At what point do we acknowledge that, after 25 years and for all the talk about the rise of the centre ground at the last election, almost 80 per cent of those who voted still did so for parties which clearly identify as either pro-United Kingdom or pro-united Ireland; and that 80 per cent of the assembly seats are still occupied by those who have designated as unionist or nationalist. Opinion polls may have suggested that a whopping majority of voters claimed to be prioritising socioeconomic issues over the constitutional question, yet a whopping majority voted for what are best understood as “constitutional question” parties.
At what point do we acknowledge that the rules of how the executive is formed, or the assembly functions, will not be changed if change involved rules that would allow the sidelining or exclusion of one community or the other? Ironically, the most notable change to the original agreement – at St Andrew’s and underwritten by Sinn Féin and the DUP – actually made it much easier to sustain the us-and-them nature of politics by cementing the headcount approach into a keystone position in the overall structures.
Hope of change
Maybe the ultimate irony, though, is that so much effort is being made to defend the Belfast Agreement (which I can understand) without trying to understand why the institutional aspects of it (particularly the assembly and executive) have failed to deliver on the hope of change that was at the heart of the agreement and the referendum. Worse, with the shadow of a border poll likely to hang over every dimension of local politics for at least the next decade, there will be no serious or sustained effort to address the flaws and failings of the key institutions.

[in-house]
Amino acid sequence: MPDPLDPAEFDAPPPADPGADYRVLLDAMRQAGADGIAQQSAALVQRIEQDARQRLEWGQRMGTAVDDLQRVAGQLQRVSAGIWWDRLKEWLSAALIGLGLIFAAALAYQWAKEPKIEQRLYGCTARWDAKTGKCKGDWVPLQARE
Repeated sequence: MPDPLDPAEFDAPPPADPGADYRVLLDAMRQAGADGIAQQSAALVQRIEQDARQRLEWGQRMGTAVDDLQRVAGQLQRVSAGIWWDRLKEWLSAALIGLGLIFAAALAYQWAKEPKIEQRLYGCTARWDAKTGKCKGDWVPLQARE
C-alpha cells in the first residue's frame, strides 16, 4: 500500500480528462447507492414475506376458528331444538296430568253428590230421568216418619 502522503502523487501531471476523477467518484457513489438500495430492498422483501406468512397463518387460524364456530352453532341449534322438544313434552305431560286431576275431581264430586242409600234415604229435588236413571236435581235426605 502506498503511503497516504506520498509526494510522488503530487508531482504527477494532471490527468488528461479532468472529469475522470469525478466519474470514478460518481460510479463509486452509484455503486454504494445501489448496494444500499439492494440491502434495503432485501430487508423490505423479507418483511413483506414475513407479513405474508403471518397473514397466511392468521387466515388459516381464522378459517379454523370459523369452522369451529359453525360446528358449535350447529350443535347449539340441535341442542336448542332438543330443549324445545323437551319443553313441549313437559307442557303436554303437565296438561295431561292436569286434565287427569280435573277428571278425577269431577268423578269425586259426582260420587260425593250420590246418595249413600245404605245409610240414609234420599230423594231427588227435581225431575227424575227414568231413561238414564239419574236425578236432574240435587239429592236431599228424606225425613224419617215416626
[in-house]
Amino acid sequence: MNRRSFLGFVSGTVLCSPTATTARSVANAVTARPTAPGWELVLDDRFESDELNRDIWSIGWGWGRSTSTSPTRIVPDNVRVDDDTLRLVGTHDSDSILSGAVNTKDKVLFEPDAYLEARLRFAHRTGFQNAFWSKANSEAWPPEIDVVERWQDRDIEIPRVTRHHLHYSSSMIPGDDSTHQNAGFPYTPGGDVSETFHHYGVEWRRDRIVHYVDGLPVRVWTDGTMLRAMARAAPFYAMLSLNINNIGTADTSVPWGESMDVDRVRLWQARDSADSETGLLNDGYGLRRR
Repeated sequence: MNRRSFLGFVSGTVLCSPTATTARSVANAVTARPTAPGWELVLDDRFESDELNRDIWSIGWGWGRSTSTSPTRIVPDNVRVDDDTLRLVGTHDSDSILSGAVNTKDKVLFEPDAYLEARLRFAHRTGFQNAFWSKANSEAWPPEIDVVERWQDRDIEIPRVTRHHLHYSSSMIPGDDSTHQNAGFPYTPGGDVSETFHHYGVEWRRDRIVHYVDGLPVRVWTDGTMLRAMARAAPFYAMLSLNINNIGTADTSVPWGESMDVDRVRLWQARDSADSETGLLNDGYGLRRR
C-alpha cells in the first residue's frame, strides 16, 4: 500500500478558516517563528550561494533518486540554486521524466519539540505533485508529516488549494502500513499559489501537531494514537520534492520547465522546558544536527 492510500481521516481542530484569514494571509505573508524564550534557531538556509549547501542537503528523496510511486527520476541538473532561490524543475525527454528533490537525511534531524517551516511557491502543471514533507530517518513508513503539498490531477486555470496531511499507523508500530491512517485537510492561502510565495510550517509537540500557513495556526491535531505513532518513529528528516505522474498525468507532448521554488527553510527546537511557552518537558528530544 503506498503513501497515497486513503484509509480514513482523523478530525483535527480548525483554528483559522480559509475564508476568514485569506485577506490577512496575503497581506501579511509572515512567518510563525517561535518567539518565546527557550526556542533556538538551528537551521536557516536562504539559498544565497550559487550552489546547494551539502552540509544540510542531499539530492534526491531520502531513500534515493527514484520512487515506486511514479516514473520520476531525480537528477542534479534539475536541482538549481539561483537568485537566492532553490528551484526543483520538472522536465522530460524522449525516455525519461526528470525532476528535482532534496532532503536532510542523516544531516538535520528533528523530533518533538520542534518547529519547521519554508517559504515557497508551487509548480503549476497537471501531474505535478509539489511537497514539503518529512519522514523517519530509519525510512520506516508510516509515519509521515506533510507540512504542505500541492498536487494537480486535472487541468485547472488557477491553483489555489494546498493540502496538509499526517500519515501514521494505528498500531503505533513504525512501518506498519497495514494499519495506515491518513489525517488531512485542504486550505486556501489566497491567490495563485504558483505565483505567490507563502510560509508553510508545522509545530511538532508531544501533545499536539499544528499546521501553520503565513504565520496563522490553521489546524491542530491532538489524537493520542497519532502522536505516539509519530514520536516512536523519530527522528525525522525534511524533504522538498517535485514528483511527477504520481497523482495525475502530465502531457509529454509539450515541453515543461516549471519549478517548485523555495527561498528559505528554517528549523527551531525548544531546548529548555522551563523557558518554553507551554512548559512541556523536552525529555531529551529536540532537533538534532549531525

Which means, as I noted earlier, that we are likely to continue the stop/start cycle of showdown, stand-off, suspension, crisis talks and further collapse. The most blinding acceptance of that reality is to be found in legislative changes made earlier this year which allow the executive to morph into the political equivalent of Miss Havisham for up to six months at a time – albeit with no great expectations of success. Indeed, to torture this particular metaphor, Stormont would become a very bleak house.
So, here’s the conundrum: how do we save the Belfast Agreement if we continue to ignore the fact that its key institutions have had more experience of mothballing than my late great-aunt’s fur coats? I accept that the Belfast Agreement project is still regarded as being too strategically important to be seen to fail; which is why the British, Irish and American governments are focusing so much attention on it. But the institutions were always intended to be more important than the overarching structures.
It’s been a long time since I’ve seen and heard so many interested parties line up in support of the Belfast Agreement – including some who have shown no previous interest in it. It’s just a pity they haven’t shown a similar interest in finding ways of making its political-electoral institutions more effective and more suited to addressing the mountain of socio/economic/health problems Northern Ireland has faced since 1998.
Alex Kane is a commentator based in Belfast and former director of communications for the UUP